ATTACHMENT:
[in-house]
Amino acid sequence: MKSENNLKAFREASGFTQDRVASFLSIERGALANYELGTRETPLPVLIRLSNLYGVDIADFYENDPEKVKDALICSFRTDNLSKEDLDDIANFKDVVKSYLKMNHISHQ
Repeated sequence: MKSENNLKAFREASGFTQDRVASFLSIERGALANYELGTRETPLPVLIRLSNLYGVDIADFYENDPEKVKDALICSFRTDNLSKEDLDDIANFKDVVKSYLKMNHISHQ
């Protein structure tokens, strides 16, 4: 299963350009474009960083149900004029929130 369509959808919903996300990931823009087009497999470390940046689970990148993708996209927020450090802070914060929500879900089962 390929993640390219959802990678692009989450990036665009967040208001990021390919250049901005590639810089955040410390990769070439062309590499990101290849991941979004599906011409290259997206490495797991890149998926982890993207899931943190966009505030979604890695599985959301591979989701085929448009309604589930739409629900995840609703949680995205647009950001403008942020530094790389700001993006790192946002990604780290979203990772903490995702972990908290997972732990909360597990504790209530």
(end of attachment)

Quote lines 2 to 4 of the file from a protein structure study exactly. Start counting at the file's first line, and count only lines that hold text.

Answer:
Amino acid sequence: MKSENNLKAFREASGFTQDRVASFLSIERGALANYELGTRETPLPVLIRLSNLYGVDIADFYENDPEKVKDALICSFRTDNLSKEDLDDIANFKDVVKSYLKMNHISHQ
Repeated sequence: MKSENNLKAFREASGFTQDRVASFLSIERGALANYELGTRETPLPVLIRLSNLYGVDIADFYENDPEKVKDALICSFRTDNLSKEDLDDIANFKDVVKSYLKMNHISHQ
């Protein structure tokens, strides 16, 4: 299963350009474009960083149900004029929130 369509959808919903996300990931823009087009497999470390940046689970990148993708996209927020450090802070914060929500879900089962 390929993640390219959802990678692009989450990036665009967040208001990021390919250049901005590639810089955040410390990769070439062309590499990101290849991941979004599906011409290259997206490495797991890149998926982890993207899931943190966009505030979604890695599985959301591979989701085929448009309604589930739409629900995840609703949680995205647009950001403008942020530094790389700001993006790192946002990604780290979203990772903490995702972990908290997972732990909360597990504790209530």